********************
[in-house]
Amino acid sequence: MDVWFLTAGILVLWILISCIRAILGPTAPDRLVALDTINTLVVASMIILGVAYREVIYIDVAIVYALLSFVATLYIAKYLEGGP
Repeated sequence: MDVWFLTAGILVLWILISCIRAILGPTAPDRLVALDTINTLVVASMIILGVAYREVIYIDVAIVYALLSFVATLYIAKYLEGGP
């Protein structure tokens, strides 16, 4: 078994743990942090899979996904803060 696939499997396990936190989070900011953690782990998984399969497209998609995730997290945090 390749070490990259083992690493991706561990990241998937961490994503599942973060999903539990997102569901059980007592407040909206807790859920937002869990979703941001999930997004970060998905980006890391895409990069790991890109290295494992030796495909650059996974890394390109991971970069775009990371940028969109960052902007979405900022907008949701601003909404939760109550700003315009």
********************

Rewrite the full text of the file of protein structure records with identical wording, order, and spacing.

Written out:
[in-house]
Amino acid sequence: MDVWFLTAGILVLWILISCIRAILGPTAPDRLVALDTINTLVVASMIILGVAYREVIYIDVAIVYALLSFVATLYIAKYLEGGP
Repeated sequence: MDVWFLTAGILVLWILISCIRAILGPTAPDRLVALDTINTLVVASMIILGVAYREVIYIDVAIVYALLSFVATLYIAKYLEGGP
């Protein structure tokens, strides 16, 4: 078994743990942090899979996904803060 696939499997396990936190989070900011953690782990998984399969497209998609995730997290945090 390749070490990259083992690493991706561990990241998937961490994503599942973060999903539990997102569901059980007592407040909206807790859920937002869990979703941001999930997004970060998905980006890391895409990069790991890109290295494992030796495909650059996974890394390109991971970069775009990371940028969109960052902007979405900022907008949701601003909404939760109550700003315009």